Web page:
9 Questions for Jill Platner and Peter Sallick on Their Collaboration for Waterworks



Jewelry designer Jill Platner collaborated with Waterworks to create a line of nature-inspired fixtures.The ridged Petra and chunky Geode knobs, spouts and faucets of Waterworks’ Isla collection are the result of a collaboration between the high-end plumbing firm and a top jewelry designer. We talked with jeweler Jill Platner and Waterworks CEO and Creative Director Peter Sallick about the nature and evolution of creating an organic, sculptural—and highly touchable—line of hardware.

Peter, how did this collaboration start?
Peter Sallick: We always intend to create products that fit seamlessly into our clients’ decorating needs, and we were responding to the idea that people were using textures, patinas and natural elements in their interiors. I made an appointment to visit Jill’s shop and studio, and was immediately taken with the organic, natural feeling of her work and how it really plays up the beauty of the material.

Jill, your jewelry has been featured in publications like Vogue. How did you feel about an invitation to design plumbing fixtures?
Jill Platner: I was excited. I’d studied metal working and furniture design at Parsons, and I’ve always loved making functional objects and things you can really feel. Plumbing is something you live with and touch many times a day—it’s part of everyday living, like jewelry.

How did the project proceed after Peter selected some items he liked in your store?
JP: There were some preexisting forms I’d made that had a very geological, organic textured form, and those were the starting point of the initial models.

Instead of sketching the forms, you modeled them in wax. Why?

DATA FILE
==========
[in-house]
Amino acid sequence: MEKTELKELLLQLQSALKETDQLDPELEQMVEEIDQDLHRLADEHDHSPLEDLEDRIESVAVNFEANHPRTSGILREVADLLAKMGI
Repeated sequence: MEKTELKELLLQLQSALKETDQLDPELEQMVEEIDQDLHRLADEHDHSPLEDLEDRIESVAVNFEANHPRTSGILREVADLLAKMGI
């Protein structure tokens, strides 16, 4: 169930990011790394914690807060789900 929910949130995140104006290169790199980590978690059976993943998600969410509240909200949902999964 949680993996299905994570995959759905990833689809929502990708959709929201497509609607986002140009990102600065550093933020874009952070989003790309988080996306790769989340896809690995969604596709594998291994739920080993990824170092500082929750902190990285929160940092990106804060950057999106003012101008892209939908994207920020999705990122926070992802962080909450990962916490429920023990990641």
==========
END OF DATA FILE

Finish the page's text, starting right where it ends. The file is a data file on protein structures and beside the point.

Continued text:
JP: You make discoveries by different processes. The way you cut something might make a beautiful texture in the piece of wax. You could not possibly draw it.

A gooseneck lavatory faucet with geode handles from the Waterworks Isla line.How did that challenge the engineers?
PS: We had to translate the individually hand-carved pieces of wax into a 3-D computer model. We ended up using 3-D scanning technology to enable us to maintain the exact hand-carved pieces in final production.

Jill, what challenges did you face?
JP: I learned so much about what goes into the engineering of the fixtures and waterflow; it was a whole new vocabulary. There are very specific dimensions and functions in the back-end design, and there’s no way around that. So I had to really work within the sizes and specifications of their fixtures.

The final fixtures are reminiscent of rocks. Why not other organic forms?
JP: I grew up in the water, on beaches and in the woods. There is a permanence about rocks: They’re durable, they feel so good in your hand and pocket. And they have a history too, shaped by the river or ocean. There’s a story behind one little rock.

Why is the collection named Isla?
PS: We were looking to create a feminine and romantic image and responded to the exotic and romantic notion of this name, which is the word for “island” in Spanish.

Has the outcome been satisfying?
PS: When I saw these in the shop, they exceeded my expectations. They are more beautiful than I’d expected.

A version of this article appeared in the June 2016 issue of CTC&G (Connecticut Cottages & Gardens) with the headline: Meet the Designer: Jill Platner and Peter Sallick.

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